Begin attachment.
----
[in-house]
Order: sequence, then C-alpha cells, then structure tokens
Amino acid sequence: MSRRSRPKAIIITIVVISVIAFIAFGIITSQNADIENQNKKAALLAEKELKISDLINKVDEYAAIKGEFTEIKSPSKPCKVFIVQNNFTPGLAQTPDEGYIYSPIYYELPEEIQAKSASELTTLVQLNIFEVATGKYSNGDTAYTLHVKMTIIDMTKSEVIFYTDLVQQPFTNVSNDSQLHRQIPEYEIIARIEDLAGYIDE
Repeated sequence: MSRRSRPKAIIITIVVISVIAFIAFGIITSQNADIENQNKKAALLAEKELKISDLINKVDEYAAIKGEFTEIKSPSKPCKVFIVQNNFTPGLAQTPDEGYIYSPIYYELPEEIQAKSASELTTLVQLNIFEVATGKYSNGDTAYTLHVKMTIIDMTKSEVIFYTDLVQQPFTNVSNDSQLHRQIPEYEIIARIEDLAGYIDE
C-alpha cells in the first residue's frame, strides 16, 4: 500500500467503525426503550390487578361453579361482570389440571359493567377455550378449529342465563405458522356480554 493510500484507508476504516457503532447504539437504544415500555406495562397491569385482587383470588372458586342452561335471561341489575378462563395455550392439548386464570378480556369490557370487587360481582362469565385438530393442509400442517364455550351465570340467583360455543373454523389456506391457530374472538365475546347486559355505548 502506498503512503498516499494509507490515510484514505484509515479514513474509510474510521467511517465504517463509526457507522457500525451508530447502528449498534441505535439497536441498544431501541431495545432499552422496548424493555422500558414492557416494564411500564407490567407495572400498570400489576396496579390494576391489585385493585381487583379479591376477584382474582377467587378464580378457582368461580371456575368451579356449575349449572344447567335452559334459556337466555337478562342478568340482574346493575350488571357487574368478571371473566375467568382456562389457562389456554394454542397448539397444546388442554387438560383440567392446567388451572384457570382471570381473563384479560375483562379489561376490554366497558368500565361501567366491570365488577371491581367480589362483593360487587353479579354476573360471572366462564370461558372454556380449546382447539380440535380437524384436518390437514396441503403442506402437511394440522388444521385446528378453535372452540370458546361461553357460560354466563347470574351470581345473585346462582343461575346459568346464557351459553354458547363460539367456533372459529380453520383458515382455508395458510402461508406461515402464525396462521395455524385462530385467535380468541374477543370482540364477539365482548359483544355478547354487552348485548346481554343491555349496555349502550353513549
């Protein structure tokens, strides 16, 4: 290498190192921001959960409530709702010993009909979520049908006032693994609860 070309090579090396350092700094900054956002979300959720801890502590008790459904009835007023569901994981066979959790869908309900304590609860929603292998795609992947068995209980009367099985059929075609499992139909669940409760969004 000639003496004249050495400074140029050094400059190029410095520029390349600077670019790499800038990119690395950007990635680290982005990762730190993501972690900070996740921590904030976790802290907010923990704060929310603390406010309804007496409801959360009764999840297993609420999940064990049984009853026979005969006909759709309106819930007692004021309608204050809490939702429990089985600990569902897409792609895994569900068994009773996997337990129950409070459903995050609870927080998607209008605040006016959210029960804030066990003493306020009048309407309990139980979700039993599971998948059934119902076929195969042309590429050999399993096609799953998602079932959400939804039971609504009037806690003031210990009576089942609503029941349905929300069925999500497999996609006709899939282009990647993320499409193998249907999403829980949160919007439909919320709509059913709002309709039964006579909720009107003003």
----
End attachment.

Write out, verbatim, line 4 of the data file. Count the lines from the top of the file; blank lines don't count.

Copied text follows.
Repeated sequence: MSRRSRPKAIIITIVVISVIAFIAFGIITSQNADIENQNKKAALLAEKELKISDLINKVDEYAAIKGEFTEIKSPSKPCKVFIVQNNFTPGLAQTPDEGYIYSPIYYELPEEIQAKSASELTTLVQLNIFEVATGKYSNGDTAYTLHVKMTIIDMTKSEVIFYTDLVQQPFTNVSNDSQLHRQIPEYEIIARIEDLAGYIDE